This last point is something I am really keen to explore over the next year or so.  I mentioned yesterday how I am listening to a book about the psychology of sports performance and I really see a clear link into teaching skill.  Even if that skill is not sports performance, it is still the skill of movement.  I’ve written about my belief in using subconsciously driven motion many a time…and the more I read the more I find that backs that up.

OK…it’s fair to say I was planning on writing about all 3 points in this post and I’ve reached  my word limit having only made it though the first!!  So I’ll have to finish off next time (or two!)….the next post I’ll take a look at the how movement dysfunction is affected by the speed of motion.

Plan Your Content


If you’re considering adding a blog to your site, you’ll want to have a plan beforehand. Planning your blog will help your subject matter remain consistent over time. It’ll also help you determine whether or not there’s enough material to maintain a steady stream of posts.

One pitfall many new bloggers run into is starting a blog that isn’t posted to frequently enough. A shortage of recent posts can give your visitors a bad impression of your business. One may think “I wonder if they’re still in business” or “they may want to hire a writer.”

A blog, like any other customer facing aspect of your business, communicates your brand. If it isn’t maintained and given proper attention, people will notice. Post regularly and keep your content fresh. Give your audience a reason to visit often.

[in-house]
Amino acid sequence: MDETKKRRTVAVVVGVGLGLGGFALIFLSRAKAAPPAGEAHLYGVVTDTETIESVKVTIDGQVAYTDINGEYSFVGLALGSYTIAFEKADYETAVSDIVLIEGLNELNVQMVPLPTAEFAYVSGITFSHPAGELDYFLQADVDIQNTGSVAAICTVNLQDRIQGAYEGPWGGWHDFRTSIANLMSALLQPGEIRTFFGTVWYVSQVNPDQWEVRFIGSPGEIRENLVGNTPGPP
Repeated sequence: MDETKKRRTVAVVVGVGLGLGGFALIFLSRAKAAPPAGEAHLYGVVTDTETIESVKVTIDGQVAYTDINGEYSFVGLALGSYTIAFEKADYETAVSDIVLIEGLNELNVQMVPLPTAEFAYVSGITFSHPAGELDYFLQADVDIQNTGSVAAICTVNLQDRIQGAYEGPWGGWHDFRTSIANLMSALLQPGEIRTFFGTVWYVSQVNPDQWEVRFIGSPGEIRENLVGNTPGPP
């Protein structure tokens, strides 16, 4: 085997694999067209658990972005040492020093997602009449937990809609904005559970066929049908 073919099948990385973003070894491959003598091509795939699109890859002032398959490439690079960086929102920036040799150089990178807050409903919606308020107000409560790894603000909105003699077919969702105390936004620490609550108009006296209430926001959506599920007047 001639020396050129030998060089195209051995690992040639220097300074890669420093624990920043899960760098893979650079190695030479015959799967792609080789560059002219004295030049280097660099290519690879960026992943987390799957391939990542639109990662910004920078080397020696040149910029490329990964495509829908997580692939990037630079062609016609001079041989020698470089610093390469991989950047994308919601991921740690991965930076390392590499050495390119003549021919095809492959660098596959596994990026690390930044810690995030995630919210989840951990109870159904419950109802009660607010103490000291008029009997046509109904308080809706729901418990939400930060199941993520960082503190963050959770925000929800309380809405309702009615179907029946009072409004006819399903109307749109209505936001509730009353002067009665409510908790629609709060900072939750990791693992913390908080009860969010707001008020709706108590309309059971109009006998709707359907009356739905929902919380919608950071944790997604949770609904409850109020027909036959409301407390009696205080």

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Categories and Tags


If you write about a variety of subjects, categories can help your readers find the posts that are most relevant to them. For instance, if you run a consulting business, you may want some of your posts to reflect work you’ve done with previous clients, while having other posts act as informational resources. In this particular case, you can set up 2 categories: one labeled Projects and another labeled Resources. You’d then place your posts in their respective categories.

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Pages vs. Posts


If you’re new to WordPress you may be wondering what’s the big deal behind Pages and Posts. At first glance they appear to be one and the same: if you were to create either a new page or a new post you’d be presented with nearly identical interfaces and in many cases the public appearance of pages and posts will look the same.

Don’t let this fool you. There’s a very fundamental difference between the two and that difference is what makes CMSs, like WordPress, great platforms for integrating blogs with traditional websites.


Think about the kind of pages that make up a typical website. Most often you’ll see pages like “Home”, “About Us”, “Services”, “Contact Us”, etc. Within WordPress these are often treated as Pages; documents that have no particular regard for the time they were posted.

For example, when you visit the “About Us” page of your favorite company’s website you don’t expect the content to be very different from what was available there a week ago.